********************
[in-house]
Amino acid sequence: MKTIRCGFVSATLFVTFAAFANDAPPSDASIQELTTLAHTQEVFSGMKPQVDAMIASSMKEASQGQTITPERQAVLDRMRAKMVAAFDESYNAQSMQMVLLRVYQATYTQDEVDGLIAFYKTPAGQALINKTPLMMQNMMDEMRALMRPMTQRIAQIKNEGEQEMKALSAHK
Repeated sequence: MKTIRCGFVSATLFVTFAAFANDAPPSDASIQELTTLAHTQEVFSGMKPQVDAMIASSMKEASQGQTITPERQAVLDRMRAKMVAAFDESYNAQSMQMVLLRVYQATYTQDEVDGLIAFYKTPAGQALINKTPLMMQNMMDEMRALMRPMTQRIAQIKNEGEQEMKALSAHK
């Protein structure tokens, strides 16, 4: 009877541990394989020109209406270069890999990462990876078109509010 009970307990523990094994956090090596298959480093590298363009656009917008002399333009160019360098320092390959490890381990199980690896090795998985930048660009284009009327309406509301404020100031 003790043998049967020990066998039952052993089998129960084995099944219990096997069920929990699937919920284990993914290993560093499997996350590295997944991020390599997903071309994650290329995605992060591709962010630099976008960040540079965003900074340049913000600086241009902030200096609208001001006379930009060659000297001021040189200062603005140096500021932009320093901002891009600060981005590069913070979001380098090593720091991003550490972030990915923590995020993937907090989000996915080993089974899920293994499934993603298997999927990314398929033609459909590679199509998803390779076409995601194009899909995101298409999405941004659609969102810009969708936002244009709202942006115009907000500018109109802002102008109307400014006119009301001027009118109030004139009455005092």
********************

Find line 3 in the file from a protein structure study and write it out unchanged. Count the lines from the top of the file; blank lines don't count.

Repeated sequence: MKTIRCGFVSATLFVTFAAFANDAPPSDASIQELTTLAHTQEVFSGMKPQVDAMIASSMKEASQGQTITPERQAVLDRMRAKMVAAFDESYNAQSMQMVLLRVYQATYTQDEVDGLIAFYKTPAGQALINKTPLMMQNMMDEMRALMRPMTQRIAQIKNEGEQEMKALSAHK